Jakes’s conviction was upheld by the Illinois Appellate Court in 1995 and the Illinois Supreme Court denied him leave to appeal in January 1996. Acting without a lawyer, Jakes filed a post-conviction petition in February 1996 claiming that his trial defense lawyer had failed to investigate the case, that Detective Kill had kicked, beaten, and threatened to kill him, and that police had failed to call a juvenile officer.

The Cook County Public Defender’s office was appointed to represent him on the petition in May 1996. Two months later, in July, the prosecution filed motion to dismiss the petition.

Nearly seven years later, in January 2003, an assistant public defender was finally assigned to handle the petition. In 2004, a supplemental petition was filed, claiming that his trial defense lawyer had failed to call alibi witnesses who could have testified that Jakes was not at the shooting.

The petition also cited the defense lawyer’s failure to determine that it was impossible to see the street where Garcia was shot from the window of Jakes’s home—as his confession stated—because his home faced the alley, not the street. The petition cited this evidence as proof that the confession was false.

The prosecution’s motion to dismiss was granted. Jakes appealed and in 2006, the Illinois Appellate Court remanded the case for an evidentiary hearing to allow the defense to develop evidence supporting Jakes’s claim that his confession was the product of physical abuse.

However, the trial court judge denied a defense motion to require the prosecution to produce evidence of past misconduct by Detectives Kill and Boudreau. As a result, the defense ultimately filed another petition based on information uncovered in its own investigation, as well as information published by the Chicago Tribune in an article detailing false confessions obtained by Boudreau.

The amended petition cited allegations of physical abuse and coerced confessions in 13 cases involving Kill and 16 cases involving Boudreau. The trial court dismissed all the allegations involving Boudreau since Jakes said that only Kill beat him and that Boudreau merely watched. The court also refused to consider all claims against Kill before 1988 as too remote in time to the 1991 confession, and eventually reduced the number of relevant allegations against Kill to just two prior cases. The judge denied relief, finding that two cases were not sufficient to show a pattern of misconduct to support Jakes’s claim.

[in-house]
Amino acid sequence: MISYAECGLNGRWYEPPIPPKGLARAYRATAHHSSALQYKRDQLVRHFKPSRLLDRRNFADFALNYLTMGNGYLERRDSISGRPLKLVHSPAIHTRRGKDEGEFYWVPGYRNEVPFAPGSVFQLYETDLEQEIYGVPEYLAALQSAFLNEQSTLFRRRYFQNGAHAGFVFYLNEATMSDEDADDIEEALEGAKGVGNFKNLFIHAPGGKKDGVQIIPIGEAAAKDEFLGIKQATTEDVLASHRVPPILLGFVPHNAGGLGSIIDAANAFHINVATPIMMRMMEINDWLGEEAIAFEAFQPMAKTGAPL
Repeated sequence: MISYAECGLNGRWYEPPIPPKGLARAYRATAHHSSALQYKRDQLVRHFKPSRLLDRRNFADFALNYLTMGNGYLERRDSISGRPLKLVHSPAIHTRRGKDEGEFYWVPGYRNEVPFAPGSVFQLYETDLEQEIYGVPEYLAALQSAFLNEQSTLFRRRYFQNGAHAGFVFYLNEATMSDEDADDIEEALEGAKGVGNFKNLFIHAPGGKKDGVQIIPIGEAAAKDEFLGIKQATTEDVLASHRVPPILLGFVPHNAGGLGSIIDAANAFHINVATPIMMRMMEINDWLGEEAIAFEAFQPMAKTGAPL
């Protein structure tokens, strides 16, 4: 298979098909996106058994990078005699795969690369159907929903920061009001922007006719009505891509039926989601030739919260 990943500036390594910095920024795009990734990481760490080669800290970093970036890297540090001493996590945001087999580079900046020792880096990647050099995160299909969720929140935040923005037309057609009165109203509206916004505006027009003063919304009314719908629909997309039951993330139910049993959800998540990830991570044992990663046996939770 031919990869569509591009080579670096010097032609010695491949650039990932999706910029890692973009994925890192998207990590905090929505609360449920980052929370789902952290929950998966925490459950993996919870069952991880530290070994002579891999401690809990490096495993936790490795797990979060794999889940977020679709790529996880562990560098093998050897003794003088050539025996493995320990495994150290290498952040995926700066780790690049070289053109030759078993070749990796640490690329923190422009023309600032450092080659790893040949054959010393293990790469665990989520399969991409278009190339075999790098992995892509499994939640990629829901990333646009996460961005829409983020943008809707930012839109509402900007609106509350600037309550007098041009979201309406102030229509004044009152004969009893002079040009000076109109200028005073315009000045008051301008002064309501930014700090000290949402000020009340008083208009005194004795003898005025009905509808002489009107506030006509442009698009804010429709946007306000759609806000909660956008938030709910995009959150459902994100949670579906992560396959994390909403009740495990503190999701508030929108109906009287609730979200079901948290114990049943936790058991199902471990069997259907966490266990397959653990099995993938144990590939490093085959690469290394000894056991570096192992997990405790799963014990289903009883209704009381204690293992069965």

Jakes, by then represented by lawyers at The Exoneration Project at the University of Chicago Law School, appealed. In 2013, the Illinois Appellate Court again reversed the trial court and remanded the case for further hearings. Jakes was out of prison by then—he was released on parole on June 21, 2012.

The appellate court ruled that Jakes’s lawyers were entitled to any information about both detectives that the prosecution had. The court noted that Kill had testified under oath in a different case that he had gotten confessions in about 90 percent of the murders he investigated, and that he had been accused of physically beating suspects in virtually all of those cases.

The court also said the prosecution was required to produce evidence relating to Boudreau. “The officer’s silent acceptance of the crime committed by a fellow officer can help persuade their victim that no one associated with police will help him and he will face worse beatings if he tells a police officer, an assistant State’s Attorney, or a doctor working for the state about the beatings,” the court said. “Moreover, Boudreau’s testimony both at trial and on the motion to suppress puts his credibility in issue and evidence that he committed perjury in other cases could significantly affect the credibility of his testimony here.”

By that time, the Illinois Torture Inquiry and Relief Commission had found credible evidence that Kill had physically abused Jakes.

Ultimately, Detective Kill took the witness stand at an evidentiary hearing before Cook County Circuit Court Judge William Hooks in January 2016. By that time, records showed that Kill had been accused of abusing suspects in 19 different cases, including the use of electric shocks. Records showed that Kill had worked for a time under the command of Lt. Jon Burge, who was fired from the Chicago Police Department and later sent to prison for perjury relating the systematic torture of scores of men during interrogations. Officers under Burge’s supervision employed various methods of torturing suspects, including electric shocks, putting guns in their mouths, staging mock executions, and tying a suspect to a radiator.

During questioning by Jakes’s attorney, Russell Ainsworth, Detective Kill defended his use of a racial slur and insulted Jakes, his family, and their home so frequently that Judge Hooks ultimately reprimanded him.

On April 30, 2018, Robert Milan, who had been appointed as a special prosecutor to handle the case, asked that Jakes’s convictions be vacated and then dismissed the case.

– Maurice Possley

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Posting Date: 5/16/2018
Most Serious Crime:Murder
Additional Convictions:Attempt, Violent
Reported Crime Date:1991
Sentence:40 years
Age at the date of crime:15
Contributing Factors:False Confession, Perjury or False Accusation, Official Misconduct, Inadequate Legal Defense
Did DNA evidence contribute to the exoneration?:No